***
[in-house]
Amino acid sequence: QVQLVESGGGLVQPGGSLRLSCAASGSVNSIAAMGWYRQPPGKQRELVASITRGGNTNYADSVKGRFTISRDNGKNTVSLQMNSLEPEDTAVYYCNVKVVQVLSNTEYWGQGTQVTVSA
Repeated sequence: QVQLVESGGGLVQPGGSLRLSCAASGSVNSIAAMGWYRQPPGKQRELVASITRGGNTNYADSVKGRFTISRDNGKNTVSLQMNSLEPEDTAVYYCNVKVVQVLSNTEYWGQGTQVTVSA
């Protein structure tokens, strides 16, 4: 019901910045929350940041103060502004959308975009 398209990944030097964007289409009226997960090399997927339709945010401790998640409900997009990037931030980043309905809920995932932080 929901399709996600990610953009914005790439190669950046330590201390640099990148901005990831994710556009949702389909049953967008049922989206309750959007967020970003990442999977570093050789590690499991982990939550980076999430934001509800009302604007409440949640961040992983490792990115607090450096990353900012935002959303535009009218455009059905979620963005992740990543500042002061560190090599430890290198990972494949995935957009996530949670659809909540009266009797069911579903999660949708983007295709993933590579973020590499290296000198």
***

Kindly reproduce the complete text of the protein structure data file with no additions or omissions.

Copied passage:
[in-house]
Amino acid sequence: QVQLVESGGGLVQPGGSLRLSCAASGSVNSIAAMGWYRQPPGKQRELVASITRGGNTNYADSVKGRFTISRDNGKNTVSLQMNSLEPEDTAVYYCNVKVVQVLSNTEYWGQGTQVTVSA
Repeated sequence: QVQLVESGGGLVQPGGSLRLSCAASGSVNSIAAMGWYRQPPGKQRELVASITRGGNTNYADSVKGRFTISRDNGKNTVSLQMNSLEPEDTAVYYCNVKVVQVLSNTEYWGQGTQVTVSA
């Protein structure tokens, strides 16, 4: 019901910045929350940041103060502004959308975009 398209990944030097964007289409009226997960090399997927339709945010401790998640409900997009990037931030980043309905809920995932932080 929901399709996600990610953009914005790439190669950046330590201390640099990148901005990831994710556009949702389909049953967008049922989206309750959007967020970003990442999977570093050789590690499991982990939550980076999430934001509800009302604007409440949640961040992983490792990115607090450096990353900012935002959303535009009218455009059905979620963005992740990543500042002061560190090599430890290198990972494949995935957009996530949670659809909540009266009797069911579903999660949708983007295709993933590579973020590499290296000198």